- The Oxford Handbook of Citizenship
- List of Abbreviations
- List of Contributors
- Introduction: Citizenship—<i>Quo Vadis</i>?
- Revisiting the Classical Ideal of Citizenship
- Re-Scaling the Geography of Citizenship
- Political Membership and Democratic Boundaries
- Liberal and Republican Conceptions of Citizenship
- Citizenship and Nationhood
- The History of Racialized Citizenship
- Feminist, Sexual, and Queer Citizenship
- Postcolonial Citizenship
- Economic Theories of Citizenship Ascension
- Comparing Citizenship Regimes
- Citizenship and Human Rights
- Citizenship and Cultural Diversity
- Citizenship and the Franchise
- Status Non-Citizens
- Citizenship in Immigration States
- Citizenship and State Transition
- Citizenship in Non-Western Contexts
- Indigenous Citizenship in Settler States
- Secular and Religious Citizenship
- Performative Citizenship
- Does Citizenship Matter?
- The Place of Territory in Citizenship
- Diasporas and Transnational Citizenship
- Fragmentation of Citizenship Governance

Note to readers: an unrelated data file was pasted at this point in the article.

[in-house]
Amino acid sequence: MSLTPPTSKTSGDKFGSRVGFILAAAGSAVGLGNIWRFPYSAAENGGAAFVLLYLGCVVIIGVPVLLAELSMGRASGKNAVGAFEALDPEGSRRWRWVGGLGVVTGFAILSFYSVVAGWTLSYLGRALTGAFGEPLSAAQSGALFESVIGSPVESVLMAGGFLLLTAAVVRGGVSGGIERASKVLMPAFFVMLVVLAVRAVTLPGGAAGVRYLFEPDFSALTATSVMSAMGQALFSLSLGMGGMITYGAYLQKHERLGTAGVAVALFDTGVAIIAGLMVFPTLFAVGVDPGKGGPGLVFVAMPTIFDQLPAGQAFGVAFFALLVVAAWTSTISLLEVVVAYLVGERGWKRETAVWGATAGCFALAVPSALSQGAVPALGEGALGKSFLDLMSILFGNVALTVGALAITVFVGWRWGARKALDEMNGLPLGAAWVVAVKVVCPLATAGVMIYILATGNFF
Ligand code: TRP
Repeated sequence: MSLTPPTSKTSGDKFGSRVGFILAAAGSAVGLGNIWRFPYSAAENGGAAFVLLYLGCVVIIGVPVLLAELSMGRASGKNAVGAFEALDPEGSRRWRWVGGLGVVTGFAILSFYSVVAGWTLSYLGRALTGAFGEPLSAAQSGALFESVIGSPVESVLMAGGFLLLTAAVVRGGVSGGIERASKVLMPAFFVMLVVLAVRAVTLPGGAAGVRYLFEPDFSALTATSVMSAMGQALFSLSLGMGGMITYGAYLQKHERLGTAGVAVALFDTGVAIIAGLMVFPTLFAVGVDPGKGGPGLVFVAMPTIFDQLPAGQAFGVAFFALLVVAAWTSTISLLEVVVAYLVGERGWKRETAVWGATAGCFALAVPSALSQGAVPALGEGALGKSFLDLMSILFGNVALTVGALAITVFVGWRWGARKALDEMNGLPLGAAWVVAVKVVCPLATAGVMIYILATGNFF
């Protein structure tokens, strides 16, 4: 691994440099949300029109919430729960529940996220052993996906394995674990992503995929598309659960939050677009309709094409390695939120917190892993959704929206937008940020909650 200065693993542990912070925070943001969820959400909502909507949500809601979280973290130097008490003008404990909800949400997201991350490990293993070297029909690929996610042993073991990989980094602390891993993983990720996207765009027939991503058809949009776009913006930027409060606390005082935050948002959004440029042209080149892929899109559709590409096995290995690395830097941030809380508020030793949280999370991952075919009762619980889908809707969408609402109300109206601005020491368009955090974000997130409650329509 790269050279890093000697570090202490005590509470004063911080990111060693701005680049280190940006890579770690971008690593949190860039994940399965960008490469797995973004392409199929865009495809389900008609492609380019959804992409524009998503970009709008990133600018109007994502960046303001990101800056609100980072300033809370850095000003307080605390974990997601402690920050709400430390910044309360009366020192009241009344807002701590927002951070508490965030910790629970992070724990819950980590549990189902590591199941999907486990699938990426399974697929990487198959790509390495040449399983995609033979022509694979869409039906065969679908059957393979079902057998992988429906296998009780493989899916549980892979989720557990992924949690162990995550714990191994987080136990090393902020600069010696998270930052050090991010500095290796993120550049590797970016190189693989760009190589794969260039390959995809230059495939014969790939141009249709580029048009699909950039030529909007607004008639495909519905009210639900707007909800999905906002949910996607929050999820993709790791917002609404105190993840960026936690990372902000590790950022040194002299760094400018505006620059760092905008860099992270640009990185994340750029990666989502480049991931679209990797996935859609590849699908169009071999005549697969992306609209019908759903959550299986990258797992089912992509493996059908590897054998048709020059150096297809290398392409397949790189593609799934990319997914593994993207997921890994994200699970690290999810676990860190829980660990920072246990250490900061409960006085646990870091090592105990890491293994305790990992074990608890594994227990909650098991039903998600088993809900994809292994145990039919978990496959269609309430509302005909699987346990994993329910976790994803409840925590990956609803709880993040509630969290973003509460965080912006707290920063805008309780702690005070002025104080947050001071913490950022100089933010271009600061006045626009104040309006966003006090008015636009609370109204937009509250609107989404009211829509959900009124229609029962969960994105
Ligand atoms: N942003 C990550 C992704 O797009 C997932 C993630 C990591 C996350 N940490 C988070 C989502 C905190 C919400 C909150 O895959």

- Multiple Citizenship
- Multilevel Citizenship
- Supranational Citizenship
- Cosmopolitan Citizenship
- On Refugeehood and Citizenship
- Statelessness, ‘In-Between’ Statuses, and Precarious Citizenship
- Citizenship and Technology
- Citizenship For Sale?
- Citizenship and Membership Duties Toward Quasi-Citizens
- Inclusive Citizenship Beyond the Capacity Contract
Abstract and Keywords
Racial categorizations have been used since antiquity as grounds for assigning and taking away citizenship. This history includes cycles of racialization and deracialization. The proto-racialization of citizenship in Athens was followed by a more open Roman model. The racialization of religious bigotry did not become formalized until the creation of anti-Jewish and anti-Moorish policies in sixteenth century Iberia. Examining the historical record across diverse contexts suggests that jus sanguinis is not inherently racist. While in an abstract sense, jus soli might sustain a civic vision of nationality, in practice, the examples of Western Hemisphere states, particularly the United States, shows that jus soli is fully compatible with racialized citizenship. The construction of nation-states from empires is consonant with the racialization of policies while the consolidation of the nation-state system created barriers to racialization. Since the mid-twentieth century, citizenship has entered a deracializing phase, even as political entrepreneurs aggressively test the strength of anti-racist institutions.
David Scott FitzGerald, Professor of Sociology and Theodore E. Gildred Chair in U.S.-Mexican Relations, University of California, San Diego.
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